Slide 23 of 46 5 CHM 25 SP07 LU PROBLEM: Dissolve 5.00 g of NiCl22•6 H22O in PROBLEM: Dissolve 5.00 g of NiCl •6 H O in enough water to make 250 mL of solution. enough water to make 250 mL of solution. Calculate molarity.. Calculate molarity The Nature of a CuCl2 Solution: Ion Concentrations
CuCl2(aq) → Cu2+(aq) + 2 Cl-(aq) Step 1: Calculate moles of NiCl2• 2O 6H Step 2: Calculate molarity. If [CuCl2] = 0.30 M, then [Cu2+] = 0.30 M [Cl-] = 2 x 0.30 M
Slide 25 of 46 CHM 25 SP07 LU Slide 26 of 46 CHM 25 SP07 LU USING MOLARITY USING MOLARITY
What mass of oxalic acid, H2C2O4, is required to make 250. mL of a 0.0500 M solution? What mass of oxalic acid, H2C2O4, is required to make 250. mL of a 0.0500 M solution? Because Conc (M) = moles/volume = mol/V this means that moles = M• V
Step 1: Calculate moles of acid required. moles = M• V
Slide 27 of 46 CHM 25 SP07 LU Step 2: Calculate mass of acid required.
Slide 28 of 46 CHM 25 SP07 LU Preparing a Solution by Dilution PROBLEM: You have 50.0 mL of 3.0 M NaOH and you want 0.50 M NaOH. What do you do? H2 O Add water to the 3.0 M solution to lower its concentration to 0.50 M
3.0 M NaOH Concentrated 0.50 M NaOH Dilute Dilute the solution!
CHM 25 SP07 LU Slide 29 of 46 CHM 25 SP07 LU Slide 30 of 46 6 CHM 25 SP07 LU PROBLEM: You have 50.0 mL of 3.0 M NaOH and you want 0.50 M NaOH. What do you do? PROBLEM: You have 50.0 mL of 3.0 M NaOH and you want 0.50 M NaOH. What do you do? How much water is added? The important point is that moles of NaOH in ORIGINAL solution = moles of NaOH in FINAL solution Conclusion:
H2 O add _____ of water to 50.0 mL
3.0 M NaOH 0.50 M NaOH Dilute Cinitial •Vinitial = Cfinal •Vfinal Cinitial •Vinitial = Cfinal •Vfinal
Slide 31 of 46 CHM 25 SP07 LU Concentrated of 3.0 M NaOH to make 300 mL of 0.50 M NaOH.
CHM 25 SP07 LU Slide 32 of 46 Solution Dilution
Mi Vi Mf Vf Reactions Involving a LIMITING REACTANT M= n V In a given reaction, there is not enough of one reagent to use up the other reagent completely. The reagent in short supply LIMITS the quantity of product that can be formed.
CHM 25 SP07 LU Slide 34 of 46 CHM 25 SP07 LU Mi × Vi = ni = nf = Mf × Vf Mf =
Slide 33 of 46 Mi × Vi Vf = Mi Vi Vf LIMITING REACTANTS PROBLEM: Mix 5.40 g of Al with 8.10 g of Cl2. What mass of Al2Cl6 can form? 2 Al (s) + 3 Cl2 (g) → Al2Cl6 (s)
Step 1 of LR problem: compare actual mole ratio of reactants to theoretical mole ratio.
mol Cl 2 3 = mol Al 2
Slide 36 of 46 CHM 25 SP07 LU Reactants Products 2 NO (g) + O2 (g) 2 NO2(g) Limiting reactant = ___________ Excess reactant = ____________
Slide 35 of 46 CHM 25 SP07 LU 7 CHM 25 SP07 LU Deciding on the Limiting Reactant Deciding on the Limiting Reactant 2 Al (s) + 3 Cl2 (g) → Al2Cl6 (s)
If 2 Al (s) + 3 Cl2 (g) → Al2Cl6 (s)
If mol Cl2 3 > mol Al 2 mol Cl2 3 < mol Al 2 There is not enough Al to use up all the Cl2 Limiting reagent = Al
Slide 37 of 46 CHM 25 SP07 LU There is not enough Cl2 to use up all the Al Limiting reagent = Cl2
Slide 38 of 46 CHM 25 SP07 LU Deciding on the Limiting Reactant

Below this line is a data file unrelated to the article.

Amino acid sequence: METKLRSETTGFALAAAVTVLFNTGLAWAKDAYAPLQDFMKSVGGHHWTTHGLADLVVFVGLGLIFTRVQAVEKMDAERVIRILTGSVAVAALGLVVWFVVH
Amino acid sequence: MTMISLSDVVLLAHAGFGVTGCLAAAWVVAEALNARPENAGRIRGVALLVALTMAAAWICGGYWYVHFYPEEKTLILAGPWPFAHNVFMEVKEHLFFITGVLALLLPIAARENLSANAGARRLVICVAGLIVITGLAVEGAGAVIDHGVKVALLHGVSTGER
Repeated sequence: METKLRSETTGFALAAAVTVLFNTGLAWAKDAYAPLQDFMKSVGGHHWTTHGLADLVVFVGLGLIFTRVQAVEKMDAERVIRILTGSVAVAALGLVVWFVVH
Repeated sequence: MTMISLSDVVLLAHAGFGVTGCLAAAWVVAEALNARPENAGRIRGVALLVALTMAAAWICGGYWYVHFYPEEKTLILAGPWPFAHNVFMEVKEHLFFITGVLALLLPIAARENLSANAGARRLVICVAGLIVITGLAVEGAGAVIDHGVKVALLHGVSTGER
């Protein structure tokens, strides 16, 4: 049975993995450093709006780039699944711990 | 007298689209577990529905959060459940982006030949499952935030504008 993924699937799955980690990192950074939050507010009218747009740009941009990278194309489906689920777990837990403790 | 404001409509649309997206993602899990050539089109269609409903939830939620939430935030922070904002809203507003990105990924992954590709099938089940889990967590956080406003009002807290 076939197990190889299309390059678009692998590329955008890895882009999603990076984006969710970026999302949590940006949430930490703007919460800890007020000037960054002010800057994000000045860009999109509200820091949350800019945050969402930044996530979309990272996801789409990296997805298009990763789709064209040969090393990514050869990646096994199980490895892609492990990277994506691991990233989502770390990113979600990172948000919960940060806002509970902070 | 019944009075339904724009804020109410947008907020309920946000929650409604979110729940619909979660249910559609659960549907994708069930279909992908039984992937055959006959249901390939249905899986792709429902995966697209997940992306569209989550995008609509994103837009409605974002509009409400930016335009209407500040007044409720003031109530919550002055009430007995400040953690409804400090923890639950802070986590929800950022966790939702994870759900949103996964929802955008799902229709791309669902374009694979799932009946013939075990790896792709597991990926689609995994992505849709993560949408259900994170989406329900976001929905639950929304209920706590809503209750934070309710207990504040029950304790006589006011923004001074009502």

Step 2 of LR problem: Calculate moles of each reactant
We have 5.40 g of Al and 8.10 g of Cl2 Find mole ratio of reactants 2 Al (s) + 3 Cl2 (g) → Al2Cl6 (s)
mol Cl2 0.114 mol = mol Al 0.200 mol = 0.57 This should be 3/2 or 1.5/1 if reactants are present in the exact stoichiometric ratio.
Slide 39 of 46 CHM 25 SP07 LU Slide 40 of 46 CHM 25 SP07 LU Mix 5.40 g of Al with 8.10 g of Cl2. What mass of Al2Cl6 can form? Limiting reactant = Cl22 Limiting reactant = Cl Base all calcs.. on Cl22 Base all calcs on Cl
1 mol Al2 Cl6 3 mol Cl 2 CALCULATIONS: calculate mass of Al2Cl6 expected. 2 Al (s) + 3 Cl2 (g) → Al2Cl6 (s)
Step 1: Calculate moles of Al2Cl6 expected based on LR. mass Al2Cl6 Step 2: Calculate mass of Al2Cl6 expected based on LR.
CHM 25 SP07 LU Slide 42 of 46 CHM 25 SP07 LU moles Cl2
Slide 41 of 46 8 CHM 25 SP07 LU How much of which reactant will remain when reaction is complete? Calculating Excess Al
2 Al + 3 Cl2 0.200 mol 0.200 mol products Cl2 was the limiting reactant. Therefore, Al was present in excess. But how much? First find how much Al was required. Then find how much Al is in excess.
Slide 43 of 46 CHM 25 SP07 LU 0.114 mol = LR 0.114 mol = LR
2 mol Al = 0.0760 mol Al req' d 3 mol Cl2 0.114 mol Cl2 • Excess Al = Al available - Al required = 0.200 mol - 0.0760 mol = 0.124 mol Al in excess
Slide 44 of 46 CHM 25 SP07 LU Consecutive Reactions, Simultaneous Reactions and Overall Reactions Multistep synthesis is often unavoidable. Reactions carried out in sequence are called consecutive reactions. When substances react independently and at the same time the reaction is a simultaneous reaction.
Slide 45 of 46 CHM 25 SP07 LU Overall Reactions and Intermediates The Overall Reaction is a chemical equation that expresses all the reactions occurring in a single overall equation. An intermediate is a substance produced in one step and consumed in another during a multistep synthesis. Slide 46 of 46 CHM 25 SP07 LU ...
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This note was uploaded on 10/24/2009 for the course CHEM 025 taught by Professor X during the Spring '06 term at Lehigh University .
- Spring '06